Tuesday, August 12, 2014

Rebel Angels

Rebel Angels
By: Libba Bray
Rebel Angels (Gemma Doyle, #2)
Ah, Christmas! Gemma Doyle is looking forward to a holiday from Spence Academy, spending time with her friends in the city, attending ritzy balls, and on a somber note, tending to her ailing father. As she prepares to ring in the New Year, 1896, a handsome young man, Lord Denby, has set his sights on Gemma, or so it seems. Yet amidst the distractions of London, Gemma’s visions intensify–visions of three girls dressed in white, to whom something horrific has happened, something only the realms can explain... the lure is strong, and before long, Gemma, Felicity, and Ann are turning flowers into butterflies in the enchanted world of the realms that Gemma alone can bring them to. To the girls’ great joy, their beloved Pippa is there as well, eager to complete their circle of friendship. But all is not well in the realms–or out.

I loved the first book, and hoped that I'd love this one just as much. Unfortunately, I didn't, for a load of reasons. It was still a solid read, but I was expecting more so it felt like less.

My main issue with this book was the pacing and the plot. There were so many repetitive sections and sections that felt pointless and superfluous. Gemma never actually figured things out, she just worried about whether or not she would be able to piece together the information she needed. It felt like there was never any progress. Gemma did the same things over and over again and just kept expecting change.

The characters were just as well-written as in the first one, but I found that most of the time I didn't care about them nearly as much. Though I did love hearing more about Felicity's past and her family, which sort of broke my heart. Other than that moment (and a handful more), I didn't feel anything about what was happening to the characters.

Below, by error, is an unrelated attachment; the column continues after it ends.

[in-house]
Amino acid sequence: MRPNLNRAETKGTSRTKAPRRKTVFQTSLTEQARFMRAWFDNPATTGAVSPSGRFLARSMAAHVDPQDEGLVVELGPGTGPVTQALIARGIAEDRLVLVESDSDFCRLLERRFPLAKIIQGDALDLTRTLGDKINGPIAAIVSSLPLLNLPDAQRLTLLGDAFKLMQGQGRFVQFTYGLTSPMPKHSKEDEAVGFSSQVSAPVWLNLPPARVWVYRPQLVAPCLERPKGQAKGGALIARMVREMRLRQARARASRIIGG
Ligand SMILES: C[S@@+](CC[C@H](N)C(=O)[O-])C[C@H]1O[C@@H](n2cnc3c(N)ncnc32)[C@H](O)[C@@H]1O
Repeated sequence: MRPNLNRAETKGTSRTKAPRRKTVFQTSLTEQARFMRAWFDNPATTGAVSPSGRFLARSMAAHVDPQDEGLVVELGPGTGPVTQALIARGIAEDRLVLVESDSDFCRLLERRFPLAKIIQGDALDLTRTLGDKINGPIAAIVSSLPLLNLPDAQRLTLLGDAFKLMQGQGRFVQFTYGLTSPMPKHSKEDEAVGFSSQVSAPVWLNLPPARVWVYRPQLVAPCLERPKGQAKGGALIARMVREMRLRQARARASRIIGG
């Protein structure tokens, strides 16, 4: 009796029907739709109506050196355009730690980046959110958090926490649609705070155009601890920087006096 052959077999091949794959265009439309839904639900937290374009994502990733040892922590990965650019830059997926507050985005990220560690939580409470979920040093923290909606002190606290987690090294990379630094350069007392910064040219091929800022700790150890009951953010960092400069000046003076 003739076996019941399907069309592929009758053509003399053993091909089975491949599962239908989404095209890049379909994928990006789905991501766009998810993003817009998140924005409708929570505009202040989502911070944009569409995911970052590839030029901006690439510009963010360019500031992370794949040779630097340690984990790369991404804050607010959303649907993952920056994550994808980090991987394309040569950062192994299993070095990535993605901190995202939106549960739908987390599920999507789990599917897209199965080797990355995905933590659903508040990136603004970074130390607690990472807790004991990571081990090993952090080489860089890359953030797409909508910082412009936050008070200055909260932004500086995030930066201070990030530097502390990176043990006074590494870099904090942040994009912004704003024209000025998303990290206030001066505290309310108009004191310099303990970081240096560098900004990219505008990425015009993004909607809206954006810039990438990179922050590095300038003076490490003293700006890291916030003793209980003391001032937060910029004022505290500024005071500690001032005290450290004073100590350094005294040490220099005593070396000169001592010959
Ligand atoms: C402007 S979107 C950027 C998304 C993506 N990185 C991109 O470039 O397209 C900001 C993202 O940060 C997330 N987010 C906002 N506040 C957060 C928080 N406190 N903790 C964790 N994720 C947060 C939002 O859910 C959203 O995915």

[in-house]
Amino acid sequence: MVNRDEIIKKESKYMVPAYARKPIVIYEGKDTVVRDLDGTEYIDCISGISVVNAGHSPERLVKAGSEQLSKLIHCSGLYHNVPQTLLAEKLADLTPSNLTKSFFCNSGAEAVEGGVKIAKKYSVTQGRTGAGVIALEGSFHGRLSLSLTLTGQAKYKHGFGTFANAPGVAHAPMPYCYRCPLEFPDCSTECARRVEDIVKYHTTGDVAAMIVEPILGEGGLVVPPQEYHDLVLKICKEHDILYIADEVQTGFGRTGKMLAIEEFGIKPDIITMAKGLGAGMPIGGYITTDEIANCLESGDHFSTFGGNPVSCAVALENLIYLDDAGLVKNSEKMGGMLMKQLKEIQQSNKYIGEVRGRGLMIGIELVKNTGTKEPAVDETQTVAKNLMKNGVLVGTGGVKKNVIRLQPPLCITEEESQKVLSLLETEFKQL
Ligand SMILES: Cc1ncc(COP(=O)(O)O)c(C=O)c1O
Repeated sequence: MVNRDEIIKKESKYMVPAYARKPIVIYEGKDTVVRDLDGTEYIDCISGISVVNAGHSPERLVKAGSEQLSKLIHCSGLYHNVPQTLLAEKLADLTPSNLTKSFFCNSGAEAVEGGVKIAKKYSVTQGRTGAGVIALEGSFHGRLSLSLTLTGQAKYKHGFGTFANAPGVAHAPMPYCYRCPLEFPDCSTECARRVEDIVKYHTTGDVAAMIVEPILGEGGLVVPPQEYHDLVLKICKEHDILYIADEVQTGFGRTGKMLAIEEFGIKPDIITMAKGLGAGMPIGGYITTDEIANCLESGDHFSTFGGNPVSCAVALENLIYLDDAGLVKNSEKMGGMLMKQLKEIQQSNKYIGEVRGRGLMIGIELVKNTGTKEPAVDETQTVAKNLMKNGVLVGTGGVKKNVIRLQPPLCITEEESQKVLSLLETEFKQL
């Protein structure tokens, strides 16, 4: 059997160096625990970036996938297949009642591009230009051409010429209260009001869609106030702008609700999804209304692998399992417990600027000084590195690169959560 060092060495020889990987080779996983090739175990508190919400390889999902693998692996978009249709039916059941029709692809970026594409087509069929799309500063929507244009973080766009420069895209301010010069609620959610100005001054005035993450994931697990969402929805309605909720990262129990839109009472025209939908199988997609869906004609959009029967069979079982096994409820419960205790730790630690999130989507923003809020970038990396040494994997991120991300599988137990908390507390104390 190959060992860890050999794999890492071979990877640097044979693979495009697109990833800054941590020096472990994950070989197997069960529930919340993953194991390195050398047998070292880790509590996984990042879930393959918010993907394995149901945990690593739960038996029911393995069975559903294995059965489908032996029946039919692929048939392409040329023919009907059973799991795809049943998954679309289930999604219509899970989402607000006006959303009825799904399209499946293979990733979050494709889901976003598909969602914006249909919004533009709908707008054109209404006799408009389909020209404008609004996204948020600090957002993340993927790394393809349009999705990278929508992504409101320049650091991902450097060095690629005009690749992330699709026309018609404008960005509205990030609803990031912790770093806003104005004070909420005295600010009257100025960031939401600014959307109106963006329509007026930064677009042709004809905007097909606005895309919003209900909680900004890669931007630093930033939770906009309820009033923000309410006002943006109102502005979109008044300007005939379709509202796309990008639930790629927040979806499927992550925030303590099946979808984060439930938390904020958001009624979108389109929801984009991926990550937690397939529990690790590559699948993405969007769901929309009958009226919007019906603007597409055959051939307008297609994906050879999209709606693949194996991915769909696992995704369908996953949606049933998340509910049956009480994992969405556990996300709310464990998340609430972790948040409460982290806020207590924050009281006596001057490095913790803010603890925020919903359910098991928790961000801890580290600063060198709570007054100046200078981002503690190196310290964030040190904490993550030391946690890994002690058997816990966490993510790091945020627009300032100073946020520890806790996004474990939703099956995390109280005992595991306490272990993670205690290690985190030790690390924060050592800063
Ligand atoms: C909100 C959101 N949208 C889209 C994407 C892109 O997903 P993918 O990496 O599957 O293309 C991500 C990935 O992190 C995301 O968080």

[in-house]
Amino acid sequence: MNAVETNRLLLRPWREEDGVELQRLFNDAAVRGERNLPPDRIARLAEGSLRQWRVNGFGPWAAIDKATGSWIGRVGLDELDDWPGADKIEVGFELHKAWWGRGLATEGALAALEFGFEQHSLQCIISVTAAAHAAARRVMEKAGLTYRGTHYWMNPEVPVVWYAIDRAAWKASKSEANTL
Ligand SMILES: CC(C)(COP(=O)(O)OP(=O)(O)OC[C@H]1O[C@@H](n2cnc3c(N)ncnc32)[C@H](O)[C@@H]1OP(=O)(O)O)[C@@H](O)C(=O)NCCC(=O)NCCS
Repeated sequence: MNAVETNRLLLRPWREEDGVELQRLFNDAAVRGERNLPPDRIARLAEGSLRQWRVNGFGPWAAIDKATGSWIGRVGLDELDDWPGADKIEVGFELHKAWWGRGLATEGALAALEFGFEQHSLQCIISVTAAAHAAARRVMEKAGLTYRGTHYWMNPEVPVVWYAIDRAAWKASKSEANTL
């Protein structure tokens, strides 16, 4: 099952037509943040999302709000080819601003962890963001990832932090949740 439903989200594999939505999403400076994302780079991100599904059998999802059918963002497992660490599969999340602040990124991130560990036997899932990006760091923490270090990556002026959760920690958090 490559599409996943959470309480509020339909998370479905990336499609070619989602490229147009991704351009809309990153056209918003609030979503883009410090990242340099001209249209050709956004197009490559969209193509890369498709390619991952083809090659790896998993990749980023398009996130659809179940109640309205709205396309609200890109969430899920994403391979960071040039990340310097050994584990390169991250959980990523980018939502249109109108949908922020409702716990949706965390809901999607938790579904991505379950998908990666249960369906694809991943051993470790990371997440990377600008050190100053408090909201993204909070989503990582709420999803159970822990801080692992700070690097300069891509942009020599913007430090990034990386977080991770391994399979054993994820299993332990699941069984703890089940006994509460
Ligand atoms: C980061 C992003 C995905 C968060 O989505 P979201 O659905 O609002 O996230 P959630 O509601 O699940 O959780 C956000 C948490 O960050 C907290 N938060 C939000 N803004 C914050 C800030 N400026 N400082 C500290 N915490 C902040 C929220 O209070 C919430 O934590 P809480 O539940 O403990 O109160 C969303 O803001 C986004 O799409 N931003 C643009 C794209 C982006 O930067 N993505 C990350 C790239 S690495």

Another problem I had, was the plot twist. I figured it out pretty soon into the book, then I had to wait the entire rest of the book for everyone else to figure it out, which was really annoying. All in all, it was a pretty decent plot twist, and if I hadn't known what it was way too soon, I would have loved it.

I don't love Kartik as much as I always feel like I'm supposed to. He's too boring and predictable, I guess. I feel like I know how their relationship is going to go before its gone that way. It doesn't help that Gemma is the kind of naïve that frustrates me in books, because its the kind of naïve that makes no sense for her character.

The writing was okay, as well, but I didn't fall in love with the words like I did in the first book. I didn't feel a connection with the language of these girls' lives.

This is a pretty harsh review, but I have to be honest. This book disappointed me because I expected more from it. That's just how things go sometimes. I'm still going to read The Sweet Far Thing eventually and hope that it impresses me more.

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